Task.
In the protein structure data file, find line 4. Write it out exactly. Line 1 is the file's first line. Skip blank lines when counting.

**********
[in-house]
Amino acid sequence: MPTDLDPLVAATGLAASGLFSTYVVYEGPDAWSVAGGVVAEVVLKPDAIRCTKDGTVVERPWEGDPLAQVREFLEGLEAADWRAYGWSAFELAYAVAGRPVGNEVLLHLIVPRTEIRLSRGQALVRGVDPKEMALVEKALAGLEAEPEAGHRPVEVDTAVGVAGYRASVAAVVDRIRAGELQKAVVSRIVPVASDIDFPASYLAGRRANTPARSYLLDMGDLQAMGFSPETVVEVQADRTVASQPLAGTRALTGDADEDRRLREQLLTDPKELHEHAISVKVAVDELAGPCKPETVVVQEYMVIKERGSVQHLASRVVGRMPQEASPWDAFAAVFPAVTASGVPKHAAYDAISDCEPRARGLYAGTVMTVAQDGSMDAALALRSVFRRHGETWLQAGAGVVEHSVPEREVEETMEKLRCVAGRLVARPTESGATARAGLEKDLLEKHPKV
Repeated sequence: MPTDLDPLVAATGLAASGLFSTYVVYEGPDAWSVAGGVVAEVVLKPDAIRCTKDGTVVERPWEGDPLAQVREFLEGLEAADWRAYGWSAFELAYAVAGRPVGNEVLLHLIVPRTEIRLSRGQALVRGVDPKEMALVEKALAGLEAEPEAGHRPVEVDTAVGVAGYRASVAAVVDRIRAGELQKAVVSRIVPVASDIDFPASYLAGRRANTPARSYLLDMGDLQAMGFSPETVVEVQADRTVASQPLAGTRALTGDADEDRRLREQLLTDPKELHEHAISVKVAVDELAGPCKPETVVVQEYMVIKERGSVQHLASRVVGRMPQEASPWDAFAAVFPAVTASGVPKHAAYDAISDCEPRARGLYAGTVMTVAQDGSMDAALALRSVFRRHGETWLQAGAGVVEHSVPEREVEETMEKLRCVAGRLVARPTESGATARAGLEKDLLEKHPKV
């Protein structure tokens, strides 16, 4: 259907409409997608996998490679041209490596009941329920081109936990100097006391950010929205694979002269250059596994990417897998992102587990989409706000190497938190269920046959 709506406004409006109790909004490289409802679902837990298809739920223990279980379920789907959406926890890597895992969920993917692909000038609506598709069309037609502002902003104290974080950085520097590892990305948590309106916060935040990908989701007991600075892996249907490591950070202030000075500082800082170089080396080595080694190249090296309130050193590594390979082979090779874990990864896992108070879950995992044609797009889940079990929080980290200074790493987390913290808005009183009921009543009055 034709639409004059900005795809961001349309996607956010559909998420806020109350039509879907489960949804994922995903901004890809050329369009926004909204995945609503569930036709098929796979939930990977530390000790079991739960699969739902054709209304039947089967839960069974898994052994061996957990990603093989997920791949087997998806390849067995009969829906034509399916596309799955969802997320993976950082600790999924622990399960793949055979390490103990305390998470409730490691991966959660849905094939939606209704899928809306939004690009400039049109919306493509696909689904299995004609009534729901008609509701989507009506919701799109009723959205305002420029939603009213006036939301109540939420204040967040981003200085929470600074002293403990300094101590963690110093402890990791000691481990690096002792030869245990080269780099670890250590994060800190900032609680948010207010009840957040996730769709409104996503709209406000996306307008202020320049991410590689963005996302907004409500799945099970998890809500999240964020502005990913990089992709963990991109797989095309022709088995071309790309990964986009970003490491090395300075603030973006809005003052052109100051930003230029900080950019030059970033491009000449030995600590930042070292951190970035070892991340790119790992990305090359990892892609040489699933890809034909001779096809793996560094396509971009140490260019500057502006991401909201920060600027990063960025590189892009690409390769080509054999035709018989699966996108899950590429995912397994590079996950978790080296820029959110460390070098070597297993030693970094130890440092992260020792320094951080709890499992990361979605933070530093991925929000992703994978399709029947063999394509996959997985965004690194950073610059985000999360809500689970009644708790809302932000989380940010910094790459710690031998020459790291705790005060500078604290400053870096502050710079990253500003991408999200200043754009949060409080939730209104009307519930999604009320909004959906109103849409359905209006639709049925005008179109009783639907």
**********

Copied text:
């Protein structure tokens, strides 16, 4: 259907409409997608996998490679041209490596009941329920081109936990100097006391950010929205694979002269250059596994990417897998992102587990989409706000190497938190269920046959 709506406004409006109790909004490289409802679902837990298809739920223990279980379920789907959406926890890597895992969920993917692909000038609506598709069309037609502002902003104290974080950085520097590892990305948590309106916060935040990908989701007991600075892996249907490591950070202030000075500082800082170089080396080595080694190249090296309130050193590594390979082979090779874990990864896992108070879950995992044609797009889940079990929080980290200074790493987390913290808005009183009921009543009055 034709639409004059900005795809961001349309996607956010559909998420806020109350039509879907489960949804994922995903901004890809050329369009926004909204995945609503569930036709098929796979939930990977530390000790079991739960699969739902054709209304039947089967839960069974898994052994061996957990990603093989997920791949087997998806390849067995009969829906034509399916596309799955969802997320993976950082600790999924622990399960793949055979390490103990305390998470409730490691991966959660849905094939939606209704899928809306939004690009400039049109919306493509696909689904299995004609009534729901008609509701989507009506919701799109009723959205305002420029939603009213006036939301109540939420204040967040981003200085929470600074002293403990300094101590963690110093402890990791000691481990690096002792030869245990080269780099670890250590994060800190900032609680948010207010009840957040996730769709409104996503709209406000996306307008202020320049991410590689963005996302907004409500799945099970998890809500999240964020502005990913990089992709963990991109797989095309022709088995071309790309990964986009970003490491090395300075603030973006809005003052052109100051930003230029900080950019030059970033491009000449030995600590930042070292951190970035070892991340790119790992990305090359990892892609040489699933890809034909001779096809793996560094396509971009140490260019500057502006991401909201920060600027990063960025590189892009690409390769080509054999035709018989699966996108899950590429995912397994590079996950978790080296820029959110460390070098070597297993030693970094130890440092992260020792320094951080709890499992990361979605933070530093991925929000992703994978399709029947063999394509996959997985965004690194950073610059985000999360809500689970009644708790809302932000989380940010910094790459710690031998020459790291705790005060500078604290400053870096502050710079990253500003991408999200200043754009949060409080939730209104009307519930999604009320909004959906109103849409359905209006639709049925005008179109009783639907």